Cleveland-based University Hospitals is taking advantage of an internally developed technology platform to re-imagine the discharge process, including identifying patients at risk for opioid misuse and dependence.
Ohio has been described as “ground zero” for the opioid epidemic. According to the Ohio Department of Health, drug-related deaths eclipsed auto accidents as the state’s top cause of injury deaths in 2007 and that trend has continued ever since. Earlier this year the UH Care Continues discharge planning process was awarded $200,000 from the Ohio Opioid Technology Challenge for its technology solution to help health professionals in the fight against the opioid epidemic.
In an interview with Healthcare Informatics, Eric Beck, D.O., M.P.H., an emergency medicine physician and president of UH Ventures, the business innovation arm of the UH system, explained the genesis of UH Care Continues and the health system’s intention to commercialize the solution.
“We began a journey earlier this year to re-imagine our care transitions process — how we get patients out of the hospital and thinking intentionally about where they go and what happens to them afterwards,” Beck said. “We were developing new roles, new processes, and new technology. One of our core tools is a logistics platform.”
Applying the platform systemwide to opioid prescribing, Beck said 18-hospital UH sought to put a reflective pause in the process to try to limit controlled substances, particularly opioids, to only the patients who really need them. There was a fair amount of inertia and “muscle memory” in terms of prescribing opioids for certain conditions, he added. In some cases, they are being prescribed as needed or prophylactically. “To the extent we can stem some of that, contain it, or add a little bit of conditionality, that was the opportunity we saw.”
The technology solution surveils patients as they are leaving the hospital, and as it identifies a patient with an opioid prescription, the pause asks if it is really necessary. Is the patient still having pain? Is it uncontrolled? To the extent that the answer is not an obvious yes, Beck said, are there alternative therapies available? “Or perhaps the patient only needs a couple of pills for an urgent issue and then they can call us for more active management of their pain.”
The platform manages both work flows and resources. “To the extent that the patient is leaving the hospital on opioids or may benefit from alternative resources, such as acupuncture or massage, how do we bring those resources to bear at the point of service?” Beck asked. “Part of the effort is trying to contain inappropriate prescriptions, but also marrying that with a set of alternative resources that the patient can be navigated to, based upon their needs and clinical condition.”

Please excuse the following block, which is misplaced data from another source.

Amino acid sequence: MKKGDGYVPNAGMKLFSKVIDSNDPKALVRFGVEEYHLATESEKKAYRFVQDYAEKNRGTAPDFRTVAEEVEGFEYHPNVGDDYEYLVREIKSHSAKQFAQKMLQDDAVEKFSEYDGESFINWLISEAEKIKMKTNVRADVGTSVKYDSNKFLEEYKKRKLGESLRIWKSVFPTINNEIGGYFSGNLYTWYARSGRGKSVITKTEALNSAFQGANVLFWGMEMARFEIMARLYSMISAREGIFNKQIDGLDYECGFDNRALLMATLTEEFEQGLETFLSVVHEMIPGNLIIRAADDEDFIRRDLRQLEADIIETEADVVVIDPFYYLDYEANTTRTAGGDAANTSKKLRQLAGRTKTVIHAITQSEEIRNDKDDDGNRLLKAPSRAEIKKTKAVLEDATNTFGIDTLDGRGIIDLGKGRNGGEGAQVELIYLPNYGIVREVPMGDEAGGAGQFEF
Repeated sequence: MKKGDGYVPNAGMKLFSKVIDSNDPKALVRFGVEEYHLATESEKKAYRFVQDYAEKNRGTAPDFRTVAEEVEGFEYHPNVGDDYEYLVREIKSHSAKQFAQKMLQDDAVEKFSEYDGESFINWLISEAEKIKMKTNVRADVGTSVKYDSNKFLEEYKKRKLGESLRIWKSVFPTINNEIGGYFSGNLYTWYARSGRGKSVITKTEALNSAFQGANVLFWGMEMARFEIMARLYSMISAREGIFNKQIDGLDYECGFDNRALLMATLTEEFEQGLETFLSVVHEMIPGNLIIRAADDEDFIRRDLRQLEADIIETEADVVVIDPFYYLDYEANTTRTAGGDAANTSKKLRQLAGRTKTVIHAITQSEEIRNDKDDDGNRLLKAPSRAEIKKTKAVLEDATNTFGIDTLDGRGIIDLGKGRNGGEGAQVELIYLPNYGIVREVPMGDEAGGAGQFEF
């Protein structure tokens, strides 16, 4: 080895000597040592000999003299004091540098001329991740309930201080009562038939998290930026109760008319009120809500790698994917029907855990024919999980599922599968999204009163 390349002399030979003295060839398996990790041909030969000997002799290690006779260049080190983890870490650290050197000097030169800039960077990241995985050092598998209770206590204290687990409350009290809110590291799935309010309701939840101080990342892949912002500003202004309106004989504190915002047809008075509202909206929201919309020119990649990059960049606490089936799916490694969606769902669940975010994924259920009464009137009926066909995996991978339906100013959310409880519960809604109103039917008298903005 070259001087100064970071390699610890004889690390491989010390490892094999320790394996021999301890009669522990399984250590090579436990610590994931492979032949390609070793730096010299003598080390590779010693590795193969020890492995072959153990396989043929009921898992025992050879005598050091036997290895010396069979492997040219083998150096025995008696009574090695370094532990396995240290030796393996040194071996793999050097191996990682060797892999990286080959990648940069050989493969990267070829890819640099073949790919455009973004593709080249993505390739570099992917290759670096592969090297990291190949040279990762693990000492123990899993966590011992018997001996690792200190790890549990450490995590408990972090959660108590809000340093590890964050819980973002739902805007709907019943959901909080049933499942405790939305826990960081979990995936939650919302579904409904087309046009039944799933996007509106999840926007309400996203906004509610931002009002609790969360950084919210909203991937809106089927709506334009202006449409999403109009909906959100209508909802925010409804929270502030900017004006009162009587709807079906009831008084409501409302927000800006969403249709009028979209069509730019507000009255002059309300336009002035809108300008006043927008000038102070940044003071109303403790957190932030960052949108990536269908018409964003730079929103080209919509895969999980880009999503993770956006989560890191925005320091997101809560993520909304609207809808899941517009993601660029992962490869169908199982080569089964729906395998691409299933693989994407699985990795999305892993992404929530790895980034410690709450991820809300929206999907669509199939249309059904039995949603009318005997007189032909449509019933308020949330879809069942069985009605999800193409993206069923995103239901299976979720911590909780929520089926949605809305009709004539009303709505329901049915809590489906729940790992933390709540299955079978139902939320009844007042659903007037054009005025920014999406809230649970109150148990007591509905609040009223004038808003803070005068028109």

Besides triggering workflow and optionality around alternatives, the reflective pause also deploys an algorithm to risk-stratify whether the person is at high risk of becoming dependent.
“To the extent they need the opioid, let’s risk-stratify them,” Beck said, “and put them into a surveillance workflow and make sure that any excess opioids are disposed of properly. To the extent they don’t need it, let’s navigate them to something else.”
How will UH assess whether the platform is having a beneficial impact? By measuring follow-on behavior related to all opioid prescriptions, Beck explained. “Following them into post-acute space, did they take the opioid? Was it disposed of? When we look at patients offered alternatives, did they use those and was their pain controlled? We are engaging with resources within UH and the community to track the utilization of those services that we are navigating patients to.”
Although the opioid module meets a pressing need, Beck stressed that UH Care Continues has many other potential use cases, including driving care coordination between all the various actors in the hospital: the therapists, social workers, medical teams and nurses, as well as the off-site administrative support for getting patients out of the hospital and setting up resources, whether they are going to a facility or back home. “It also enables new choices like hospital at home – alternatives to hospitalization or getting patients home more quickly,” Beck said. “We think we have a winner here because it has a broader value proposition than just the opioid work flow. The opioid module is just one element that can be deployed. We are moving down the path of our commercialization milestones, and we will want to bring it to market.”
In fact, Beck said, UH Ventures has a queue of things it is looking to bring to market, some spun out as new companies. “We are the innovation and commercialization engine for the system,” he said. “We are engaged with our digital health accelerator here in Cleveland and are working with early stage companies to provide them usability and validation support.”